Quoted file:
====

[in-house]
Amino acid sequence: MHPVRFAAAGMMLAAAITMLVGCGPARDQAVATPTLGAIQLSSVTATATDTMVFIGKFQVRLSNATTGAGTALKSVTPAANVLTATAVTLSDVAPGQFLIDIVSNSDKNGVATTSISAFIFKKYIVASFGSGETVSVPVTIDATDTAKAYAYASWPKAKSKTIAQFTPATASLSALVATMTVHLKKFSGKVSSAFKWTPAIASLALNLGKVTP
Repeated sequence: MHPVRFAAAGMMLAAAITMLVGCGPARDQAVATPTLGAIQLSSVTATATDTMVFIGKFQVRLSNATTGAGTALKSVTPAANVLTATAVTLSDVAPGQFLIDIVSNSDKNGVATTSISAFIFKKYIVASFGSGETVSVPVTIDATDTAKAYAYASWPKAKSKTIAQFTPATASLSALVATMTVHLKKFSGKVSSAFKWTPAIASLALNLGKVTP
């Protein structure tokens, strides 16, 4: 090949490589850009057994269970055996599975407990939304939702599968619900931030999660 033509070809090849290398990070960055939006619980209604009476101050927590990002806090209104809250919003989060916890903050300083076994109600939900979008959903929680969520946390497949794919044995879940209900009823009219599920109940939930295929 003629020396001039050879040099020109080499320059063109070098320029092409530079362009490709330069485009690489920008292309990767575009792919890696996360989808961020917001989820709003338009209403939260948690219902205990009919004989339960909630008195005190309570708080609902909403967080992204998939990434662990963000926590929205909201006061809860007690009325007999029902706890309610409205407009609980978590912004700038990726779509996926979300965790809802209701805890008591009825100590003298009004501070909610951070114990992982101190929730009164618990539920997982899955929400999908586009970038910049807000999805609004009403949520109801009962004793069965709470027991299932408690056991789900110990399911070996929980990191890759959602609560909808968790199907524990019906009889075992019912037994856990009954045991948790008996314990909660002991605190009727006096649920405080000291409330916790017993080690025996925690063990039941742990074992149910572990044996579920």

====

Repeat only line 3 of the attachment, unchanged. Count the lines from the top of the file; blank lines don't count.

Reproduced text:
Repeated sequence: MHPVRFAAAGMMLAAAITMLVGCGPARDQAVATPTLGAIQLSSVTATATDTMVFIGKFQVRLSNATTGAGTALKSVTPAANVLTATAVTLSDVAPGQFLIDIVSNSDKNGVATTSISAFIFKKYIVASFGSGETVSVPVTIDATDTAKAYAYASWPKAKSKTIAQFTPATASLSALVATMTVHLKKFSGKVSSAFKWTPAIASLALNLGKVTP